2022 CFM Peer Connect recap: What are customers doing to allocate shared costs?

by Lisa Harnett | on

If you know me, you know that the Amazon Web Services Cloud Financial Management Peer Connect events are the favorite part of my job. I love working with customers as we refine their stories, and I love hearing the conversations between customers in the discussion rooms. Our Amazon Web Services hosts know they only have one job in those rooms: listen and stay out of the way!

Without fail, there was one question that surfaced at every monthly event this year: How should I allocate shared costs – security, support, networking and more? There are common tools customers use to support allocation (for example, account tags, cost allocation tags, and cost categories), but it comes back to what is important to your business.

Based on what customers have shared at Peer Connect, here are the three most common ways they deal with allocating shared costs, in order of least to most effort:

  1. Central IT covers the costs. Customers decide they will pay for shared costs out of the central IT budget and account for it the same way as other centralized IT costs. These customers have a way to allocate central IT costs back to specific units, or have decided it is not important enough to invest in more detailed accounting.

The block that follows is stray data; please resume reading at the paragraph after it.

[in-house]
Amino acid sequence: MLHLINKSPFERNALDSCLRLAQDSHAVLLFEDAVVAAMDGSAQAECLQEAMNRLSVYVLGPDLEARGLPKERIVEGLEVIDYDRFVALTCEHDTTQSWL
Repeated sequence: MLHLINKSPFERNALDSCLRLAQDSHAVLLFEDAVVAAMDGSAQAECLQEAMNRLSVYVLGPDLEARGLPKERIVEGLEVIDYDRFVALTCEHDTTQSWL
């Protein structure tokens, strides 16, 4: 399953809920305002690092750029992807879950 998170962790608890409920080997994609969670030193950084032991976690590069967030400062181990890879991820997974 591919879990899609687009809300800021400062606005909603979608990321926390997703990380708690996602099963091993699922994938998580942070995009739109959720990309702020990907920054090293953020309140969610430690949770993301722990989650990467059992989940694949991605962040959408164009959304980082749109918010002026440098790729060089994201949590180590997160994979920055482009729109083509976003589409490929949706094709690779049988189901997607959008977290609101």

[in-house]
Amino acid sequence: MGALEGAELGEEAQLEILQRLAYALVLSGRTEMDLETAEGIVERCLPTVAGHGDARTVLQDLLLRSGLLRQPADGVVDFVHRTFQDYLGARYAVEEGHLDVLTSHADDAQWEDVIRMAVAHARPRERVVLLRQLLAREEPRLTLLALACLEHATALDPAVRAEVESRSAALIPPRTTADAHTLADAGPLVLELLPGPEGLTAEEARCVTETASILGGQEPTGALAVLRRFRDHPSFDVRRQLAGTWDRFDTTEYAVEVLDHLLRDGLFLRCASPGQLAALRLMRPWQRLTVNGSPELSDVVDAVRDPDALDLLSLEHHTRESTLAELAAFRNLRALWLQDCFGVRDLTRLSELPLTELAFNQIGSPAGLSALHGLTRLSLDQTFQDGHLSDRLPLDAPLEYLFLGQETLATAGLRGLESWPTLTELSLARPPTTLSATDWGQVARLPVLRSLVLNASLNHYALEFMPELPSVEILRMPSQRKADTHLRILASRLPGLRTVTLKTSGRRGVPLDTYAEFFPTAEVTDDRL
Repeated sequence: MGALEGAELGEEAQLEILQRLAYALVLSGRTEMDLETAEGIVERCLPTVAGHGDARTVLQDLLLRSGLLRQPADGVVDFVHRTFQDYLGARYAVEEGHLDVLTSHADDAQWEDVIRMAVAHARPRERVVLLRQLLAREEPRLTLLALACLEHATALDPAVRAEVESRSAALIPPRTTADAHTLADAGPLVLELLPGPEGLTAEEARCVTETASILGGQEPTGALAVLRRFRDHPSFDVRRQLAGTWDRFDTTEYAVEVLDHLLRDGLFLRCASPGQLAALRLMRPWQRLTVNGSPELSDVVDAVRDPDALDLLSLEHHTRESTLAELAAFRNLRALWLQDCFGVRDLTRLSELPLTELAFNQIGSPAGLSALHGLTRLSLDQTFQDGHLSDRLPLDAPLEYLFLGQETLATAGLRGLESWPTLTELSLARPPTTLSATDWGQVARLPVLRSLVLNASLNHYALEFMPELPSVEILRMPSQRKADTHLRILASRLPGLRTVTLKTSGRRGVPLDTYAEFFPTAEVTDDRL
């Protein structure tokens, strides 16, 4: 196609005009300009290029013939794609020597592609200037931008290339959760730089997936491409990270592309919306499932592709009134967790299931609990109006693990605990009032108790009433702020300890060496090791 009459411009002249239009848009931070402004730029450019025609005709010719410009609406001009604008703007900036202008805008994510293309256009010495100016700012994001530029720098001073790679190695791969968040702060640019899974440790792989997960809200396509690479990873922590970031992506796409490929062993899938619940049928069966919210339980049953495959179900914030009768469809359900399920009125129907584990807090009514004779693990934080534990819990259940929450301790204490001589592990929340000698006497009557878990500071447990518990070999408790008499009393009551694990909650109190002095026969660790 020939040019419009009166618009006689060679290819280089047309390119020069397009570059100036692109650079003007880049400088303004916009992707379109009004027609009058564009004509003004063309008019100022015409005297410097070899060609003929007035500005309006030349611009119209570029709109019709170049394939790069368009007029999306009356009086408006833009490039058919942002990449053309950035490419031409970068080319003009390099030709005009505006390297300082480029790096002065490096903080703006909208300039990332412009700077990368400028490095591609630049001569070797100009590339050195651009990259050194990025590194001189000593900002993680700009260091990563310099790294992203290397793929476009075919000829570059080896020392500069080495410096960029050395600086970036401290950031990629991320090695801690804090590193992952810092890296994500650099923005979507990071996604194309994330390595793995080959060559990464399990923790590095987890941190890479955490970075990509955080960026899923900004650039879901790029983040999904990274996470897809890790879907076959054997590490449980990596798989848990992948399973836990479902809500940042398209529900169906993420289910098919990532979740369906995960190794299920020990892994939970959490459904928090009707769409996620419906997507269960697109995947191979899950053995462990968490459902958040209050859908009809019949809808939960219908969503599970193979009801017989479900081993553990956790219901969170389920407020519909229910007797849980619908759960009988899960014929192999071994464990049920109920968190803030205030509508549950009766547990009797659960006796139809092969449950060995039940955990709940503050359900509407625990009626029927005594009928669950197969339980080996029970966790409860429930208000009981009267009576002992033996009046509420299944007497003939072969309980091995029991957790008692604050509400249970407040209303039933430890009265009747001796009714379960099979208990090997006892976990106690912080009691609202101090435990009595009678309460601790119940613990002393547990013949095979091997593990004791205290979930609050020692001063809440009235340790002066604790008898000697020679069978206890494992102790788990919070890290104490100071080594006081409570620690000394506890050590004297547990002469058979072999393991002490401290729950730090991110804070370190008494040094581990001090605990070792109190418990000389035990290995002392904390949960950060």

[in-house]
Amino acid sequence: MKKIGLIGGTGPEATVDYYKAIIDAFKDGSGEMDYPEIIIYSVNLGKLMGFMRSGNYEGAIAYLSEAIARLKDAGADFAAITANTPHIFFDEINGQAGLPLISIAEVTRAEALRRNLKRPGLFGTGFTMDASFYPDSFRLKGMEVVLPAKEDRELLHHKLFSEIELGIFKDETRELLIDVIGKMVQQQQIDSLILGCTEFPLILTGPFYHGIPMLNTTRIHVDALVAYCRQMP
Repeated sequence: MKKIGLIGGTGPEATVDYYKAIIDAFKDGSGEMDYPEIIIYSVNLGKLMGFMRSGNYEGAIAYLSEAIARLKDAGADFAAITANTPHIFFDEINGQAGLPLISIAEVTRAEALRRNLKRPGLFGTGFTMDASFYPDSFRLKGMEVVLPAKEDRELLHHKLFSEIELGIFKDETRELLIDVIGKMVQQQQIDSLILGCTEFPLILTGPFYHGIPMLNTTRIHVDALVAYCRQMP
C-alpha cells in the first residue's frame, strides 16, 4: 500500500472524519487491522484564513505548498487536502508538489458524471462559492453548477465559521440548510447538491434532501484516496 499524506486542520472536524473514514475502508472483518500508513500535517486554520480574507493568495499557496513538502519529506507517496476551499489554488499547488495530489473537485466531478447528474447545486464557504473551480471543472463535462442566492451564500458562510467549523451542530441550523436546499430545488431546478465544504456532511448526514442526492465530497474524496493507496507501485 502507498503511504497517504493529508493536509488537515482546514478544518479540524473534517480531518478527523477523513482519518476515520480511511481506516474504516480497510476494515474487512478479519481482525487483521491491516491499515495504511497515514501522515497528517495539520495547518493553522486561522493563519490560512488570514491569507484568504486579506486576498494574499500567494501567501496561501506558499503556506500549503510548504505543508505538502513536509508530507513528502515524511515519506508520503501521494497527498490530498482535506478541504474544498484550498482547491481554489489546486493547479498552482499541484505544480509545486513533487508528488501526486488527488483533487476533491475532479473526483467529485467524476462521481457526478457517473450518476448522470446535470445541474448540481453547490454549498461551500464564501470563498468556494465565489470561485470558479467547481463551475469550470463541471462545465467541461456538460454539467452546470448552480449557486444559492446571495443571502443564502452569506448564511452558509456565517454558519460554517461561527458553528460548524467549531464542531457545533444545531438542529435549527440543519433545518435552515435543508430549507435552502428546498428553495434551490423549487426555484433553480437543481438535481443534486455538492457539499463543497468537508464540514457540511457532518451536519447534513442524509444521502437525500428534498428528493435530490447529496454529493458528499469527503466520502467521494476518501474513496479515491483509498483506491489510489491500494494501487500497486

2. Proportion based on Amazon Web Services spend. Other customers decide to allocate shared costs back based on a proportion of all non-shared Amazon Web Services costs. For instance, if Marketing accounts for 20% of total non-shared Amazon Web Services costs, it will pay for 20% of the shared costs. This becomes a monthly process that is determined after the bill is final for the month.
  3. Proportion based on usage. These customers track back usage to specific teams. There are no native services to do this. These customers invest in instrumenting their applications to track these costs, whether through logs or application code to account for usage. These customers may start with proportional Amazon Web Services spend and incrementally track more and more shared costs by usage over time. They’ll determine when the value of additional tracking is no longer worth the additional effort to track it.

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Here’s something else we know from the time we’ve spent talking to and listening to customers: there isn’t one right answer in these situations. The only right answer is what’s right for you. For instance, some customers simply move to accounts separated by project instead of shared accounts. The key to success is getting buy-in on the rules and execution, and overall consensus on how much investment you’ll make to allocate your costs.

✔️Check out more customer solutions in our past 2022 CFM Peer Connect events, and check back to join new events in 2023!